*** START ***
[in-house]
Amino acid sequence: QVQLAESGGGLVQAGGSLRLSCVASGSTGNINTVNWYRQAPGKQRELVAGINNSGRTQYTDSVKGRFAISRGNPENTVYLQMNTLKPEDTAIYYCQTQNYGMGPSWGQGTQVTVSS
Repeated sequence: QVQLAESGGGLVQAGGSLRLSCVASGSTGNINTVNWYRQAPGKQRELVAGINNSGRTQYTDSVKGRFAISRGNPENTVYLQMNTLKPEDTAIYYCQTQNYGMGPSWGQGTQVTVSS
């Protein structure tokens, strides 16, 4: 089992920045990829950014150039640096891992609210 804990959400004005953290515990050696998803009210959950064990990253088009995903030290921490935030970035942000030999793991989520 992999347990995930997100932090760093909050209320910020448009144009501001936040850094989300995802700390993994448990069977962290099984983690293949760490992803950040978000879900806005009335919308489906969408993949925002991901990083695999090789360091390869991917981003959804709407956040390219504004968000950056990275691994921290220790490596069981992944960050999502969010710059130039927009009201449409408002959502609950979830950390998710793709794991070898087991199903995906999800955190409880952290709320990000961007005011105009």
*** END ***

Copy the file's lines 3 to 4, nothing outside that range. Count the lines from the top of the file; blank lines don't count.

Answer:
Repeated sequence: QVQLAESGGGLVQAGGSLRLSCVASGSTGNINTVNWYRQAPGKQRELVAGINNSGRTQYTDSVKGRFAISRGNPENTVYLQMNTLKPEDTAIYYCQTQNYGMGPSWGQGTQVTVSS
């Protein structure tokens, strides 16, 4: 089992920045990829950014150039640096891992609210 804990959400004005953290515990050696998803009210959950064990990253088009995903030290921490935030970035942000030999793991989520 992999347990995930997100932090760093909050209320910020448009144009501001936040850094989300995802700390993994448990069977962290099984983690293949760490992803950040978000879900806005009335919308489906969408993949925002991901990083695999090789360091390869991917981003959804709407956040390219504004968000950056990275691994921290220790490596069981992944960050999502969010710059130039927009009201449409408002959502609950979830950390998710793709794991070898087991199903995906999800955190409880952290709320990000961007005011105009």